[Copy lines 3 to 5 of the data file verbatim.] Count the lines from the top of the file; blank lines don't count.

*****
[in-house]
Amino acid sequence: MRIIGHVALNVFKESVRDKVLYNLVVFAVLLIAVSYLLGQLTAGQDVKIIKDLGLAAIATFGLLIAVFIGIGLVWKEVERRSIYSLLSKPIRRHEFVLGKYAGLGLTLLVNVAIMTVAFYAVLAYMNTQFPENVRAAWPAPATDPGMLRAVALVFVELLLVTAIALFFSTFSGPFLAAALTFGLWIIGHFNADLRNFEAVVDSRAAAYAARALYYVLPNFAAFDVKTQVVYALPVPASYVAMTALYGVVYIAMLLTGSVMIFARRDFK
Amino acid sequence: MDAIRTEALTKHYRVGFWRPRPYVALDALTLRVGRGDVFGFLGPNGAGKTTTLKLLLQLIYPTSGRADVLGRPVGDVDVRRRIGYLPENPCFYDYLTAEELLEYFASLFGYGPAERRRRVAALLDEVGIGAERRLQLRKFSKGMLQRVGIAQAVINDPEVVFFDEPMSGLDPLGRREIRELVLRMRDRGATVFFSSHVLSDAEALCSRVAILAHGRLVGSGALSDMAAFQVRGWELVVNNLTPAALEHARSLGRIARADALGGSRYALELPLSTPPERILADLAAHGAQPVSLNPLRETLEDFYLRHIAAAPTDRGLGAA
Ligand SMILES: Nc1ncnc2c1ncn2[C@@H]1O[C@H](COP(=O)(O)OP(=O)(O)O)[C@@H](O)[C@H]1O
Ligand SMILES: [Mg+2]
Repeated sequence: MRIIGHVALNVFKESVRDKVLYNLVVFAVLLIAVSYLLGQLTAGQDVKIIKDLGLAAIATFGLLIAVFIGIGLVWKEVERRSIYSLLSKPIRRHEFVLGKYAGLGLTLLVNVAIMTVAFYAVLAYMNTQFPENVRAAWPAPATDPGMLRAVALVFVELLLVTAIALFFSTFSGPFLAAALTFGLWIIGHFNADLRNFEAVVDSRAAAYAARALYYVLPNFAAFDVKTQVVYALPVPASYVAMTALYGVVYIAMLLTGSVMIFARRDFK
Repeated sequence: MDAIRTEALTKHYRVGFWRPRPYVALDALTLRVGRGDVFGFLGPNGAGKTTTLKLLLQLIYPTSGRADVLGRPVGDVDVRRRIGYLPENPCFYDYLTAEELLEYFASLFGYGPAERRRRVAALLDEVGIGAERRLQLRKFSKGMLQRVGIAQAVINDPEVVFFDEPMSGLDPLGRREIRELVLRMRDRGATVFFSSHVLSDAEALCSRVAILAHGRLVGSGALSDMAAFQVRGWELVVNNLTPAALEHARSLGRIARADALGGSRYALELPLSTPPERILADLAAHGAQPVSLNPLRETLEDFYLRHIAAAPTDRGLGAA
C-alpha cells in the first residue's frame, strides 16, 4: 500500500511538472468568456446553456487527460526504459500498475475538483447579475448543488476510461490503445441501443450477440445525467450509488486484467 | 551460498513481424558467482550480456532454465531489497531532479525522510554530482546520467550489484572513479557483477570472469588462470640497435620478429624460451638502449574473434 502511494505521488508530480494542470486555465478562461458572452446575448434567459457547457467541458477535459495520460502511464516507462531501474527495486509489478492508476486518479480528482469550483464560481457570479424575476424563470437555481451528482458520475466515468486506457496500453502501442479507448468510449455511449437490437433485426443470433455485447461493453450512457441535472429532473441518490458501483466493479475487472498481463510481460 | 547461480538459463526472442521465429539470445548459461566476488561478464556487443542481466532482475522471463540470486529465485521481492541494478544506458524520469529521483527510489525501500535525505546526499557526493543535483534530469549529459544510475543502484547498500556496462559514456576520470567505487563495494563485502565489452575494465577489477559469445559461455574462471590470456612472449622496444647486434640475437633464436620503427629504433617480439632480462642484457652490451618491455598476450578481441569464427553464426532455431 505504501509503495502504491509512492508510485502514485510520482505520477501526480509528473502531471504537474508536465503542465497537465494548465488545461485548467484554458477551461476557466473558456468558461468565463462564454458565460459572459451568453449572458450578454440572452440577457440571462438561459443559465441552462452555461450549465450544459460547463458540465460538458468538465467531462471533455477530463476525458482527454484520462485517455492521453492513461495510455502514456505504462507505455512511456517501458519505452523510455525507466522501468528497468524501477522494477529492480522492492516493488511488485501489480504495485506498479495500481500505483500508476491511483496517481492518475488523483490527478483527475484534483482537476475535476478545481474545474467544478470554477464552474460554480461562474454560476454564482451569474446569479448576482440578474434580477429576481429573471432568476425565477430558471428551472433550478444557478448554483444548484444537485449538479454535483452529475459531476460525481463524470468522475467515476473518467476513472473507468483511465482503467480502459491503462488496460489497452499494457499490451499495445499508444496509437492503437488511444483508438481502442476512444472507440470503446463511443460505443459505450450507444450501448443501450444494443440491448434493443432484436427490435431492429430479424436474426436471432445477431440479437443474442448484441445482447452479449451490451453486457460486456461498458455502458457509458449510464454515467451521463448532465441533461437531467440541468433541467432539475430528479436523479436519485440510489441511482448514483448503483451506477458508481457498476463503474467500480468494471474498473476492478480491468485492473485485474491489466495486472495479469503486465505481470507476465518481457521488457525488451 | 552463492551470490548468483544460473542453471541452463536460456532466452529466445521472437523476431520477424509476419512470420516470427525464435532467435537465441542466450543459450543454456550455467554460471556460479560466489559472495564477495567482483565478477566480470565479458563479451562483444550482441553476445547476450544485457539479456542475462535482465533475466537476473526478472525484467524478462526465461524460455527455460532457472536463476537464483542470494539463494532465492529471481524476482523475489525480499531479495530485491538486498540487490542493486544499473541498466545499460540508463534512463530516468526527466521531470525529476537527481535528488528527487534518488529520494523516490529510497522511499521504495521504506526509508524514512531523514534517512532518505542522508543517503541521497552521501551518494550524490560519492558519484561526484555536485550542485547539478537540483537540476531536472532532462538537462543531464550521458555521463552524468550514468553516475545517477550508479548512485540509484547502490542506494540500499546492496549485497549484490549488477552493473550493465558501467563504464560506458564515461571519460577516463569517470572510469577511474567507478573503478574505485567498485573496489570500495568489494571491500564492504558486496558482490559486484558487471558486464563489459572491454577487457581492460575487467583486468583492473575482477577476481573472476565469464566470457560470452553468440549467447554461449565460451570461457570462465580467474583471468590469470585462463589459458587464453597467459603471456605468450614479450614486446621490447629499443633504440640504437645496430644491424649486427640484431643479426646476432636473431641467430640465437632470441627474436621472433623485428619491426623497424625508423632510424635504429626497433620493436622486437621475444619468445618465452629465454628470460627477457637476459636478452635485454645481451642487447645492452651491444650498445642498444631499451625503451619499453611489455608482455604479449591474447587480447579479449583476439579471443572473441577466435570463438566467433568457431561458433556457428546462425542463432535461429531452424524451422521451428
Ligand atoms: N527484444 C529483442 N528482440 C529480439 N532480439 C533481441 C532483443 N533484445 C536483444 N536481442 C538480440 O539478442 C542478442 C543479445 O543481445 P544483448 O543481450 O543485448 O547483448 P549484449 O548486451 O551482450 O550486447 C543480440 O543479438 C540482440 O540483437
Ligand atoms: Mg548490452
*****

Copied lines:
Amino acid sequence: MDAIRTEALTKHYRVGFWRPRPYVALDALTLRVGRGDVFGFLGPNGAGKTTTLKLLLQLIYPTSGRADVLGRPVGDVDVRRRIGYLPENPCFYDYLTAEELLEYFASLFGYGPAERRRRVAALLDEVGIGAERRLQLRKFSKGMLQRVGIAQAVINDPEVVFFDEPMSGLDPLGRREIRELVLRMRDRGATVFFSSHVLSDAEALCSRVAILAHGRLVGSGALSDMAAFQVRGWELVVNNLTPAALEHARSLGRIARADALGGSRYALELPLSTPPERILADLAAHGAQPVSLNPLRETLEDFYLRHIAAAPTDRGLGAA
Ligand SMILES: Nc1ncnc2c1ncn2[C@@H]1O[C@H](COP(=O)(O)OP(=O)(O)O)[C@@H](O)[C@H]1O
Ligand SMILES: [Mg+2]